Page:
Saturday, June 25, 2011

My First Adventure Journal

I’ve long admired the travel journals of my fellow bloggers and have always wanted to create one myself. Who wouldn’t want to record everything about a fabulous trip to London, Italy, or Paris? The only problem is that trips like that are just not happening for me right now. When my friend Cathy went on a weekend excursion to Philly and came back with a wonderful little adventure journal, I thought that was a great idea. Even if I’m not taking a major trip, I can still journal about my little adventures, right? 

Cathy made hers by following these directions from Teesha Moore. She changed the size to make it a bit smaller and filled it with ephemera, stories, quotes, and sketches. Cathy was kind enough to make a journal for each of us when several friends and I went to the Artiscape retreat in April.

I spent every spare minute of the weekend working in my journal and then spent the next two months finishing it up and adding color and ephemera. I think I’ve mentioned before that I’m a wannabe journaler but I have trouble sticking with it and being spontaneous and consistent about it. I do think if I practice enough I may eventually become the journaler I’d like to be.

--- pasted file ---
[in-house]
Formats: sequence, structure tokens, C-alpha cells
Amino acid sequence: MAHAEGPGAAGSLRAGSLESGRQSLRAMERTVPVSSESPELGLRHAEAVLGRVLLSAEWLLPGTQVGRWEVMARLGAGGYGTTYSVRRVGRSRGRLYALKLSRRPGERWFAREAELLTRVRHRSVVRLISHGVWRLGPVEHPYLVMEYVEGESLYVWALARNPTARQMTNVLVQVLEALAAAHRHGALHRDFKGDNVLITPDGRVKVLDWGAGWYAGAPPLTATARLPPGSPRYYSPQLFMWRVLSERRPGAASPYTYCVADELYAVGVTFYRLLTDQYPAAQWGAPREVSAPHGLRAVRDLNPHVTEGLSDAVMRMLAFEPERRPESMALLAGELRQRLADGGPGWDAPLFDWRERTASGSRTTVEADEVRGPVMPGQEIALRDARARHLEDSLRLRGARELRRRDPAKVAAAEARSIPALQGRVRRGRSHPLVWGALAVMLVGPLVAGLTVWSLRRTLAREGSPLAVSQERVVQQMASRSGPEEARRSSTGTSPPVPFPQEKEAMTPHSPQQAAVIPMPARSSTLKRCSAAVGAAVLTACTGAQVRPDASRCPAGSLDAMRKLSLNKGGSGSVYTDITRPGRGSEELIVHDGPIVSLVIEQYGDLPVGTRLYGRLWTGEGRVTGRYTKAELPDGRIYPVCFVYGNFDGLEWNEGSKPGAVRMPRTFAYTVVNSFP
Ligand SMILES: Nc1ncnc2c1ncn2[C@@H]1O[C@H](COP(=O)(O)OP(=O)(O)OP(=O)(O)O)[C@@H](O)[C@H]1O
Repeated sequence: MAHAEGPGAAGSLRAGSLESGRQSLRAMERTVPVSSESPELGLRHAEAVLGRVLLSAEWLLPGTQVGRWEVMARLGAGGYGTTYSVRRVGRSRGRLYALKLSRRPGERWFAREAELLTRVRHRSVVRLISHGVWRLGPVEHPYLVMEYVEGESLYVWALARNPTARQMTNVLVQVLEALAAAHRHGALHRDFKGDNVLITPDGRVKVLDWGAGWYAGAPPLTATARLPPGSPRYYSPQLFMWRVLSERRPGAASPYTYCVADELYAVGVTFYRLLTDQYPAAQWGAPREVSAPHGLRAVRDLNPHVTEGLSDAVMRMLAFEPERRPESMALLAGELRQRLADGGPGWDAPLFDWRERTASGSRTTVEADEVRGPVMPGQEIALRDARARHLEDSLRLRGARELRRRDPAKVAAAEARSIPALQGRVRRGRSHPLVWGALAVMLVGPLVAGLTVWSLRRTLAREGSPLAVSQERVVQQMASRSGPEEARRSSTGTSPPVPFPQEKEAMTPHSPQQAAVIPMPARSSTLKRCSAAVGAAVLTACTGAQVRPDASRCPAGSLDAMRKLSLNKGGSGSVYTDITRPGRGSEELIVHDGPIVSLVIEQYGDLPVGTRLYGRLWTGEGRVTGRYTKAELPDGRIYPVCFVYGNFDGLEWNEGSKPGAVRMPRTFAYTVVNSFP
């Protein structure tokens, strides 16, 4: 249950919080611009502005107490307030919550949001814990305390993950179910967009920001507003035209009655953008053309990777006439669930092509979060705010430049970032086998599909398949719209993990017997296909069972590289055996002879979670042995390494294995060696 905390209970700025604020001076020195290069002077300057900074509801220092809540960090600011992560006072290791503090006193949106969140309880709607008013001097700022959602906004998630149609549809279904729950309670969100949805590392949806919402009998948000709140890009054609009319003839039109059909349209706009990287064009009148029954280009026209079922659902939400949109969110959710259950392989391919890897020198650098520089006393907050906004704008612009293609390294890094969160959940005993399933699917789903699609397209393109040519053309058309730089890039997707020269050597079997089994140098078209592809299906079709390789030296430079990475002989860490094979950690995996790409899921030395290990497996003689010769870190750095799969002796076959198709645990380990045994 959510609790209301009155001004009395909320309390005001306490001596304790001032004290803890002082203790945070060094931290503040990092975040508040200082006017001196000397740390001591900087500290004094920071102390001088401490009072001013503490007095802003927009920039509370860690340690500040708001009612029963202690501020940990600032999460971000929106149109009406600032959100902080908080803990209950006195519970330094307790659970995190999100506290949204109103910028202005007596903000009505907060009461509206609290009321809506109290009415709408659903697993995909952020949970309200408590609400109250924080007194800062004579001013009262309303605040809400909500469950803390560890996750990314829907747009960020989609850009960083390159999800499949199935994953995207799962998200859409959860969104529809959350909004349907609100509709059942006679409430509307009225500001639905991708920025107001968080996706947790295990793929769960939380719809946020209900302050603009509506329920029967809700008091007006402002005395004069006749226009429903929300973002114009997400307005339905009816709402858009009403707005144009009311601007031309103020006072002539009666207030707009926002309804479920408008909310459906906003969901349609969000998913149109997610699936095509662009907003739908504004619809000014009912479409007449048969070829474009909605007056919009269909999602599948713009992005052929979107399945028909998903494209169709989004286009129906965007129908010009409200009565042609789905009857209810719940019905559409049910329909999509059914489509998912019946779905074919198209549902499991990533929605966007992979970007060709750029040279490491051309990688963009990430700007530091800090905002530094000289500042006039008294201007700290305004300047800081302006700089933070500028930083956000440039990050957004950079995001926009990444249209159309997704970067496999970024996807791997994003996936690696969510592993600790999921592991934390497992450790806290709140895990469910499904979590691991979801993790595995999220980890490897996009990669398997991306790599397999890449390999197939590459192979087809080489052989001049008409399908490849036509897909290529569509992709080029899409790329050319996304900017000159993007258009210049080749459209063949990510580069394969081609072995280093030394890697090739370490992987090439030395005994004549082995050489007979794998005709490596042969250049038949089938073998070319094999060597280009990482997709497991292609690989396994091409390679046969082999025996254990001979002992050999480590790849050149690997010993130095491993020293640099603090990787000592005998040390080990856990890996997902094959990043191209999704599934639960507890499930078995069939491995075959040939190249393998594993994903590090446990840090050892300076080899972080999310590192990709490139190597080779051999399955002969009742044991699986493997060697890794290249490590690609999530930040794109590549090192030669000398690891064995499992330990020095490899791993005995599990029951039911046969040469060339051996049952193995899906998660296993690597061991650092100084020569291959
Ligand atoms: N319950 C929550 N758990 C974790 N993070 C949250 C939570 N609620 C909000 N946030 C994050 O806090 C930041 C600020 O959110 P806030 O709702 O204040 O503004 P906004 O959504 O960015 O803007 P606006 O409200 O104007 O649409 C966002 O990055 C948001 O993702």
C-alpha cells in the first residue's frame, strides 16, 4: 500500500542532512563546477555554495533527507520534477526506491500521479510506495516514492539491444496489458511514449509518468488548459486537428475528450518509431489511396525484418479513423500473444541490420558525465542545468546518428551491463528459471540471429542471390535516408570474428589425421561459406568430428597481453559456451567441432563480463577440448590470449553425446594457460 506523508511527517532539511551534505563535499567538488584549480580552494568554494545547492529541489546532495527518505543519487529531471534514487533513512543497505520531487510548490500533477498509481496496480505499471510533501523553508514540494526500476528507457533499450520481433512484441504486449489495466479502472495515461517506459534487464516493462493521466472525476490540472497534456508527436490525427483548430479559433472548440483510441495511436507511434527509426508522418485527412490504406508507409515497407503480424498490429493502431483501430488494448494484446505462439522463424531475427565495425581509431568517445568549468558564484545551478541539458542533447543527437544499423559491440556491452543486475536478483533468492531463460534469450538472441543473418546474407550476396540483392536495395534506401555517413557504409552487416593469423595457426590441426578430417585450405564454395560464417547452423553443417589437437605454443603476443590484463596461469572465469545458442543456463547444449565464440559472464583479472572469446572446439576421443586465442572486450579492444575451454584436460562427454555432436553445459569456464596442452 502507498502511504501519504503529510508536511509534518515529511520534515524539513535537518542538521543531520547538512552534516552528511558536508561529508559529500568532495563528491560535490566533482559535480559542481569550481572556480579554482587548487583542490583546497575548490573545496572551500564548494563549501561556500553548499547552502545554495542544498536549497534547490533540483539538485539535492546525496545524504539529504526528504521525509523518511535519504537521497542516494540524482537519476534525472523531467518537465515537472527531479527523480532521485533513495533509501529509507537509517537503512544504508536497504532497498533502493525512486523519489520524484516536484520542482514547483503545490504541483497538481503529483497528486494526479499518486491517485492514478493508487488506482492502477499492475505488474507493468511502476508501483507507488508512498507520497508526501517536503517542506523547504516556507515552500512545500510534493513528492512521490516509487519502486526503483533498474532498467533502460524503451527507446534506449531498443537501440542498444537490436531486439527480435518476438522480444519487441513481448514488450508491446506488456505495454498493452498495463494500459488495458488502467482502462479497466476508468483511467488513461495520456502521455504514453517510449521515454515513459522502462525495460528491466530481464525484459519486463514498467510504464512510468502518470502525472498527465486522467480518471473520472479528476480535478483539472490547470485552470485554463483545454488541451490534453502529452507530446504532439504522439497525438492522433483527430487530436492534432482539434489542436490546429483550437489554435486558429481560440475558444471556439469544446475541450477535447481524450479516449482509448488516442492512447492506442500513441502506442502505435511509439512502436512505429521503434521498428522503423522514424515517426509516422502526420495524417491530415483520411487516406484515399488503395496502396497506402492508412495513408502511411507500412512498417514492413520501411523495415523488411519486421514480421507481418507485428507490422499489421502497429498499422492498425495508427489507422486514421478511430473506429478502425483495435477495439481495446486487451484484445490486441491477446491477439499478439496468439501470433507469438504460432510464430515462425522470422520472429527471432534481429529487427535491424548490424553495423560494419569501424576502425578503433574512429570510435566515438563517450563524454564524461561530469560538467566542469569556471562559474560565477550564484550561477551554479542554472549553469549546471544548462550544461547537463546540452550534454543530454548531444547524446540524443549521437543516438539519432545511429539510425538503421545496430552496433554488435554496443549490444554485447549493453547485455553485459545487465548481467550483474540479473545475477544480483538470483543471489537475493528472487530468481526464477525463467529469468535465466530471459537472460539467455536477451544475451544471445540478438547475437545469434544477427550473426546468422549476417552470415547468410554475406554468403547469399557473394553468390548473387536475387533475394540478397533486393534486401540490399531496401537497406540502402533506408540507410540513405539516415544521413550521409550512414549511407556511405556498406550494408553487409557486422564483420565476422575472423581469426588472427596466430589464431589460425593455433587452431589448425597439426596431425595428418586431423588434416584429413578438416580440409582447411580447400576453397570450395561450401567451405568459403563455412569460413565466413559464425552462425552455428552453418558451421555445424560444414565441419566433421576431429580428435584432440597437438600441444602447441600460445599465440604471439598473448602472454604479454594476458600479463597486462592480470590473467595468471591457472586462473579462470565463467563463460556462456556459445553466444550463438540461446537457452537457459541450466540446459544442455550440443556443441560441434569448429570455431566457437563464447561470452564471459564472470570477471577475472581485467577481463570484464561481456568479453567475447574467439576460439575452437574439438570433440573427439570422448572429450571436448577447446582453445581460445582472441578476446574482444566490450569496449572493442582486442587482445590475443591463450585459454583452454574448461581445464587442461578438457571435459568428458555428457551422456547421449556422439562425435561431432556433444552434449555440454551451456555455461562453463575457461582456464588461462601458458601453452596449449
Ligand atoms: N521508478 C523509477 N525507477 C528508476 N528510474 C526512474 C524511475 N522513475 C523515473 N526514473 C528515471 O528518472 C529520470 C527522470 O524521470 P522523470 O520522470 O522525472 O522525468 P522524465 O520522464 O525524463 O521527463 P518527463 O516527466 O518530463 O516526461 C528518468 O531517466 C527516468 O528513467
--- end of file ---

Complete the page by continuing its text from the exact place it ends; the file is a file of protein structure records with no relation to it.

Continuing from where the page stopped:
I used sticky notes to make lists of what I did each day or things I wanted to remember and stuck those throughout the journal. Those notes were invaluable to me when it came time to finish up the pages. Having a faulty memory is a huge reason for journaling in the first place.

I filled my journal primarily with lettering and doodling about what we did or funny things that were said, and then included ephemera I picked up along the way. 

I glued in bits and pieces from retreat literature, business cards from instructors and vendors, samples of class projects, logos from stores or restaurants visited, and even my retreat ID badge.